Uncertainty returned to the US travel scene yesterday in an action involving tourism, as a federal judge in Hawaii issued a restraining order suspending key elements of the revised version of President Donald Trump’ controversial travel ban.
The revised ban was to have taken force today, but the judge decided otherwise. There are over 3000 federal judges in the US and they wield considerable power.
Tourism was a cornerstone of Hawaii’s claim. The state argued that Trump’s revised ban would harm Hawaii’s tourism industry and its ability to recruit foreign students and workers. It said the ban discriminated on the basis of nationality and would prevent Hawaii residents from receiving visits from relatives in the six mainly Muslim countries covered by the ban.
Trump’s first executive order a few weeks ago plunged several major US airports into chaos, with travellers taking off from foreign airports with valid visas, only to find their visas had been annulled during their flights.
A federal judge ruled against that ban and Trump then replaced it with the new, watered down version that temporarily bans immigration from Iran, Libya, Somalia, Sudan, Syria and Yemen. It also suspends America’s refugee program for 120 days.
Trump yesterday slammed the decision by Hawaii Judge Derrick Watson to put a stay on the order as “an unprecedented judicial overreach”. The president has vowed to appeal the decision all the way to the US Supreme Court.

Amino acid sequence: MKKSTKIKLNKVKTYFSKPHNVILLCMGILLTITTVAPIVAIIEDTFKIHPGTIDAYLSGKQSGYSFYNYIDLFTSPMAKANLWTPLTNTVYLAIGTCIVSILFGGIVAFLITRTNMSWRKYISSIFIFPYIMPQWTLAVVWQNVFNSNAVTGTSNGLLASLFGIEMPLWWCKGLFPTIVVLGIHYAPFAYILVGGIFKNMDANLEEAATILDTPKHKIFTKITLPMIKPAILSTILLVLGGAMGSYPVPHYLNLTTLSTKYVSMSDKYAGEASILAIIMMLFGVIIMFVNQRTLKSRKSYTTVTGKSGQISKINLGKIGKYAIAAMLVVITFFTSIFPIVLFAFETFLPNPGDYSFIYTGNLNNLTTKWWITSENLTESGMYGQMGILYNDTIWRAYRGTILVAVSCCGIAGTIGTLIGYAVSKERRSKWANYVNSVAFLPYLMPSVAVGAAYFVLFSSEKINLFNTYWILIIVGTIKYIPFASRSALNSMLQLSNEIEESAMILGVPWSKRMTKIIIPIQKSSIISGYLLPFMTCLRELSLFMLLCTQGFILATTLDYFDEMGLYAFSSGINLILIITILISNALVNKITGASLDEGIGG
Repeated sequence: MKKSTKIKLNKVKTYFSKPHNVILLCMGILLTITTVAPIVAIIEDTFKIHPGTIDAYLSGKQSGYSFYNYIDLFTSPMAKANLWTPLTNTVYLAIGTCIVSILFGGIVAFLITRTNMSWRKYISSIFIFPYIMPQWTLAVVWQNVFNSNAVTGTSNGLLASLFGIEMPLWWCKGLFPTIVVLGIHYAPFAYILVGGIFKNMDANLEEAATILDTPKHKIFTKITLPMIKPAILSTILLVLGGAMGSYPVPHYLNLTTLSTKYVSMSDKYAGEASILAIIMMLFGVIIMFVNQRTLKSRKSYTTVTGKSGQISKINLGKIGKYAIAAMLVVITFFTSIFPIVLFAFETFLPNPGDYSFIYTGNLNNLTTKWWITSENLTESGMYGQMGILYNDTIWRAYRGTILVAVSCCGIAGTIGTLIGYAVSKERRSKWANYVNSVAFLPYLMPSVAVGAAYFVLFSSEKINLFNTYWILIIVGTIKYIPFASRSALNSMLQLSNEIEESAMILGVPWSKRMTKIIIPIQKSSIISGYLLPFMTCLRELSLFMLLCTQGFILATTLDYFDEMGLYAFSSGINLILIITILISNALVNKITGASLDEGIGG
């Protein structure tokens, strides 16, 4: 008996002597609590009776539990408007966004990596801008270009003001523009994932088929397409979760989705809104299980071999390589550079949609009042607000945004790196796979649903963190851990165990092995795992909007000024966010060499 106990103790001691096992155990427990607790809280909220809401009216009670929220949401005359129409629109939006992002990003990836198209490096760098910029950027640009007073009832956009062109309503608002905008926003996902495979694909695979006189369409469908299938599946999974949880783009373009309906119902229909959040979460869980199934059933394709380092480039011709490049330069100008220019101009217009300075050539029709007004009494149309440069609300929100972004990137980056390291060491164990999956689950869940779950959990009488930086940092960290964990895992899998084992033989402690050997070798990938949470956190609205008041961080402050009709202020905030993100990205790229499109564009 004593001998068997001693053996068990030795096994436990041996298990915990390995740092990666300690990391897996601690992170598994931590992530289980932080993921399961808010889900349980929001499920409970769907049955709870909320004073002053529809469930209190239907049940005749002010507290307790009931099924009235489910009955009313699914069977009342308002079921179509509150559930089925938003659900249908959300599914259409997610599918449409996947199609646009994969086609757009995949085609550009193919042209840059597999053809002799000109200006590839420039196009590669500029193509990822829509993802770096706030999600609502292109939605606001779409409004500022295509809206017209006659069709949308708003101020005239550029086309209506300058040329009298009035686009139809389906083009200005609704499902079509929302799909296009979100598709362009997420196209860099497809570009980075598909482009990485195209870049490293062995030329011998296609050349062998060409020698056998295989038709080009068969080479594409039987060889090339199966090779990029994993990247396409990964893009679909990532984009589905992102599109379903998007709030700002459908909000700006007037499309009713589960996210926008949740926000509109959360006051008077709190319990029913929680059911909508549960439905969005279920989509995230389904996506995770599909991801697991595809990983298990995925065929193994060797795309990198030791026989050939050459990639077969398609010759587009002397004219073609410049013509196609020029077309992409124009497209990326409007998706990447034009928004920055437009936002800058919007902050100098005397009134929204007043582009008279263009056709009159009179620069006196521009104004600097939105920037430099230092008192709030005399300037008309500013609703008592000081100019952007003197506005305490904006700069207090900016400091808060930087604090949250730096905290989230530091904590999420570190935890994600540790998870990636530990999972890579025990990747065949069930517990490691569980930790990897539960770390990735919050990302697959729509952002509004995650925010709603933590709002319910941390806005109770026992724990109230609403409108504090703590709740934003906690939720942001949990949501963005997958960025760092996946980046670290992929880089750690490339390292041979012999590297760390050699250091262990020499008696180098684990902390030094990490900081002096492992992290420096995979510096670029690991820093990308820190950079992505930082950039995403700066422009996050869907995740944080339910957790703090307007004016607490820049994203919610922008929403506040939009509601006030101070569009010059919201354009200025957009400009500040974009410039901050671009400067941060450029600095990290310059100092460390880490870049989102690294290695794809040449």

While very few Australian travellers are likely to be hit directly by the ban, the ongoing battle between Trump and the judiciary over the matter introduces a note of uncertainty into travel to the US.
US Travel Association president and chief executive, Roger Dow, warned recently that many international travellers may have drastically misunderstood Trump’s intentions “as wanting to discourage international visitors generally, not just those who pose a security risk”.
Dow spoke of “mounting signs that President Trump’s initial order, which imposed restrictions on visitors from certain high-risk countries and pledged a security review of overall visa procedures, has had a broad chilling effect on demand for international travel to the United States”.
Trump says he is trying to protect American citizens but the state of Hawaii contended that the president’s second executive order on the matter violated the US Constitution, which prohibits discrimination on the basis of religion. Judge Watson upheld Hawaii’s argument.
It appears that federal judges in the US have the power to suspend actions ordered by the president.
So how many federal judges are there? The answer is thousands – about 3000, at least.
A count taken a few years ago, as of May 2012, showed a total of 3294 US federal judges, including 2758 district court judges, 714 courts of appeals judges and 112 Supreme Court justices. This added up to 3679 total appointments at that time.
This battle could run and run.
Written by Peter Needham